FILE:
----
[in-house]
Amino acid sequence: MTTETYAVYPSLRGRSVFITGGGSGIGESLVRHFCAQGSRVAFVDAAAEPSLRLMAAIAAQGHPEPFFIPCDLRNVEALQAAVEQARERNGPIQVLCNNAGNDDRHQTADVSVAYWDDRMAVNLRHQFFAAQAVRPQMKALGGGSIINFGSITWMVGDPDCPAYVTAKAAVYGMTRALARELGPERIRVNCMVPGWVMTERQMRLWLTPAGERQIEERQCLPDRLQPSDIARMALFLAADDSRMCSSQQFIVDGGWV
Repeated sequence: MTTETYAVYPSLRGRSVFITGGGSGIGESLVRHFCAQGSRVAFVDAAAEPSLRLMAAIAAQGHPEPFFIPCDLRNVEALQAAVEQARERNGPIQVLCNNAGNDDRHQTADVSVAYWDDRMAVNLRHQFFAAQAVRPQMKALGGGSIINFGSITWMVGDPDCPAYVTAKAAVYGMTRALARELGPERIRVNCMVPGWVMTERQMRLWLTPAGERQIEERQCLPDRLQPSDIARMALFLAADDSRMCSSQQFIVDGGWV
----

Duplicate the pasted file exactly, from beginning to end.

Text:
[in-house]
Amino acid sequence: MTTETYAVYPSLRGRSVFITGGGSGIGESLVRHFCAQGSRVAFVDAAAEPSLRLMAAIAAQGHPEPFFIPCDLRNVEALQAAVEQARERNGPIQVLCNNAGNDDRHQTADVSVAYWDDRMAVNLRHQFFAAQAVRPQMKALGGGSIINFGSITWMVGDPDCPAYVTAKAAVYGMTRALARELGPERIRVNCMVPGWVMTERQMRLWLTPAGERQIEERQCLPDRLQPSDIARMALFLAADDSRMCSSQQFIVDGGWV
Repeated sequence: MTTETYAVYPSLRGRSVFITGGGSGIGESLVRHFCAQGSRVAFVDAAAEPSLRLMAAIAAQGHPEPFFIPCDLRNVEALQAAVEQARERNGPIQVLCNNAGNDDRHQTADVSVAYWDDRMAVNLRHQFFAAQAVRPQMKALGGGSIINFGSITWMVGDPDCPAYVTAKAAVYGMTRALARELGPERIRVNCMVPGWVMTERQMRLWLTPAGERQIEERQCLPDRLQPSDIARMALFLAADDSRMCSSQQFIVDGGWV